Confirmation by Mantra Chanting

The bhakti-yoga system inverts this process by focusing the consciousness on the sound of a mantra. If the consciousness is focused, then the emotions are stilled. By the stilling of emotions, the thoughts are stilled. Then the senses are stilled, and finally, the body is stilled.

This is a matter of realization by practice, by which we reach the same conclusion: The body is moving because the senses are uncontrolled; the senses are uncontrolled because the mind is disturbed; the mind is disturbed due to the ebb and flow of emotions; this ebb and flow of emotions occur because consciousness is not focused. However, by concentrating the consciousness, everything else is stilled.

The body is not moving. Instead, the soul is moving from one body to another. If the soul is stilled, then the body change stops. By stopping the soul’s motion, we stop bodily motion. This is explained through philosophy, but it can also be confirmed by sincere practice.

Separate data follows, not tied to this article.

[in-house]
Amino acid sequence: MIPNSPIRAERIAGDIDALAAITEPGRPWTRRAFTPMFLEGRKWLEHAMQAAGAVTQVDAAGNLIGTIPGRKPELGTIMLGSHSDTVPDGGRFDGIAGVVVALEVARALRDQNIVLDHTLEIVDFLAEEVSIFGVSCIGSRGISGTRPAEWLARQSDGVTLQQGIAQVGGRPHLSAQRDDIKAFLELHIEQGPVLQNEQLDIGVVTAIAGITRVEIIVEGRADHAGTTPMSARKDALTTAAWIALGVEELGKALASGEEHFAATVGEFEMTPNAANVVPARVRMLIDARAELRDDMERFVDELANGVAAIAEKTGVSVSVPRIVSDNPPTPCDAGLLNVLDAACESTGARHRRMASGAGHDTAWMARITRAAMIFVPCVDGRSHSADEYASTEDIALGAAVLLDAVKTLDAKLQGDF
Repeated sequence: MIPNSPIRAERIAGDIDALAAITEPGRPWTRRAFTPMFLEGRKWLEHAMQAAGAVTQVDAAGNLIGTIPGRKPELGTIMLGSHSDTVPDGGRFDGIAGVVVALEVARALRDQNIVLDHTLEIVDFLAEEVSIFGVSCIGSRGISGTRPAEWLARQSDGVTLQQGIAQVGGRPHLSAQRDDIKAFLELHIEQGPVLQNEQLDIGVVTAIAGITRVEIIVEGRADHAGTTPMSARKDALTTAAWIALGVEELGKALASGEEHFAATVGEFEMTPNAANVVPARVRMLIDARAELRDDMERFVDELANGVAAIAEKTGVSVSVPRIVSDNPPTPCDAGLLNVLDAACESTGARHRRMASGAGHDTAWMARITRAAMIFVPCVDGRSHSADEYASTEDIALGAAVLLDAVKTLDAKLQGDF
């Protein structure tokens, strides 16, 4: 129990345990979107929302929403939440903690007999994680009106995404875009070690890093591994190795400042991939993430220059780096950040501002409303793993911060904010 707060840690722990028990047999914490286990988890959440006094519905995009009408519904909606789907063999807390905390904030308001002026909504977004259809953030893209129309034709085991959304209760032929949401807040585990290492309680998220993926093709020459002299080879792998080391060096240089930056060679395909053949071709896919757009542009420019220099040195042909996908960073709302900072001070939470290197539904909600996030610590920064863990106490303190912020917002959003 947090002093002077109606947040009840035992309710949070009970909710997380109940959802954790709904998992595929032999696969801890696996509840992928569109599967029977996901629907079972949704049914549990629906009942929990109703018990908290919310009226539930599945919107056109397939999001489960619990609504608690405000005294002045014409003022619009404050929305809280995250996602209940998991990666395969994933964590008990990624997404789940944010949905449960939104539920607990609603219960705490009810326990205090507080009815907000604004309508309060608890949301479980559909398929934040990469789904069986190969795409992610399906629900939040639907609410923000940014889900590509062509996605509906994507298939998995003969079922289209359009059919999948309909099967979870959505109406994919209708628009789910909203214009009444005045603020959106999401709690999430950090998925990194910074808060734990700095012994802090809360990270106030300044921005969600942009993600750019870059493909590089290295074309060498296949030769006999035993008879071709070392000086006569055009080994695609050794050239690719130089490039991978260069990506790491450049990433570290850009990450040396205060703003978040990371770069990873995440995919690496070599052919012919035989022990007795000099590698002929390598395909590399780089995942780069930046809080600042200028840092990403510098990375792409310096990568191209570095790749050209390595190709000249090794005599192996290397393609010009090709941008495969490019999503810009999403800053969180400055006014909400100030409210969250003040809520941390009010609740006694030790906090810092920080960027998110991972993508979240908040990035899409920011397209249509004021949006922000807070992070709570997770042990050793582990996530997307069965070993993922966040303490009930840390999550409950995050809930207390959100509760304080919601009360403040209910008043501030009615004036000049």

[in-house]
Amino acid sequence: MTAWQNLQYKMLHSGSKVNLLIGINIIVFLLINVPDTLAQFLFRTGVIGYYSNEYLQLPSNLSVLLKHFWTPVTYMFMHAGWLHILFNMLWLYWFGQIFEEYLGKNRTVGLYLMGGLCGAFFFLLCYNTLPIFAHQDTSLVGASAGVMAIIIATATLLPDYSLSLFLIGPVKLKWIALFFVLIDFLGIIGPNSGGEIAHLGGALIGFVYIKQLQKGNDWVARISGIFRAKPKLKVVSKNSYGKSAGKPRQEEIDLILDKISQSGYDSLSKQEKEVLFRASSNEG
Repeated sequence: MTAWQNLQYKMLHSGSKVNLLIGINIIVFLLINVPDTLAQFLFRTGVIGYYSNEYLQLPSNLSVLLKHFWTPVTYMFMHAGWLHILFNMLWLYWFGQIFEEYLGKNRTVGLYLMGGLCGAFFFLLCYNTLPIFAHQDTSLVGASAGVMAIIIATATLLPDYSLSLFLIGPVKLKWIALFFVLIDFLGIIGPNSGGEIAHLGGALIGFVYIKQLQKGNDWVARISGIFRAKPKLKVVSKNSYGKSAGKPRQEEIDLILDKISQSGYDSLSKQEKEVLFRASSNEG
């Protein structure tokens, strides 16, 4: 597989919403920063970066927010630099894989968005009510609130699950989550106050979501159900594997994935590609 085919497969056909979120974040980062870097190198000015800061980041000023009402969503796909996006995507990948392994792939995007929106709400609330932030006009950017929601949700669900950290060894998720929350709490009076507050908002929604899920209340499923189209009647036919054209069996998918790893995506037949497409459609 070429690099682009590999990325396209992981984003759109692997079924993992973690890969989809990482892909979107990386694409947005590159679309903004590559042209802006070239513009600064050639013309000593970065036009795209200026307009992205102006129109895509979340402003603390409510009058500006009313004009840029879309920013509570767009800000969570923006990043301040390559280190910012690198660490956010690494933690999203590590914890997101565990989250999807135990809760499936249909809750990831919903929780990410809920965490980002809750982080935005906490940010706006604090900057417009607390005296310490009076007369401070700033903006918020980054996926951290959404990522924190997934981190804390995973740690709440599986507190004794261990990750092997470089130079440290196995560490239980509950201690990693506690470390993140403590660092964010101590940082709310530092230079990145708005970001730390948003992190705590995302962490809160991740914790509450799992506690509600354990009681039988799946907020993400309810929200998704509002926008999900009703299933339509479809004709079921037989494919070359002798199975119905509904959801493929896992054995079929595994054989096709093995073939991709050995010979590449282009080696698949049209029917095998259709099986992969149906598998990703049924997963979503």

The “Movement” of Material Objects

Even when we see the sun moving in the sky, the soul is moving from one body to another. The zodiac signs like Capricorn and Sagittarius are like the bodily states of the sun-soul. The sun-soul changes these states. The observed movement of the sun is not the movement of a body. It is the movement of the sun-soul from one body to another. If we think of this movement as the motion of a body, then we cannot explain the qualitative differences between the months of a year, the times of day, etc. The time of birth would not matter. These are naturally implied in modern physics, but they are rejected in Vedic cosmology. The reason is that the sun-soul changes his body.

This idea of body movement is entrenched in modern “primary education”. As children grow up, they try to solve every problem in terms of some body movement. If the mind is changing from one thought to another, then it must be molecular movement. If our emotions are changing from happy to sad, then it must be some electrons moving. If we perceive a world, it must be due to photon movement.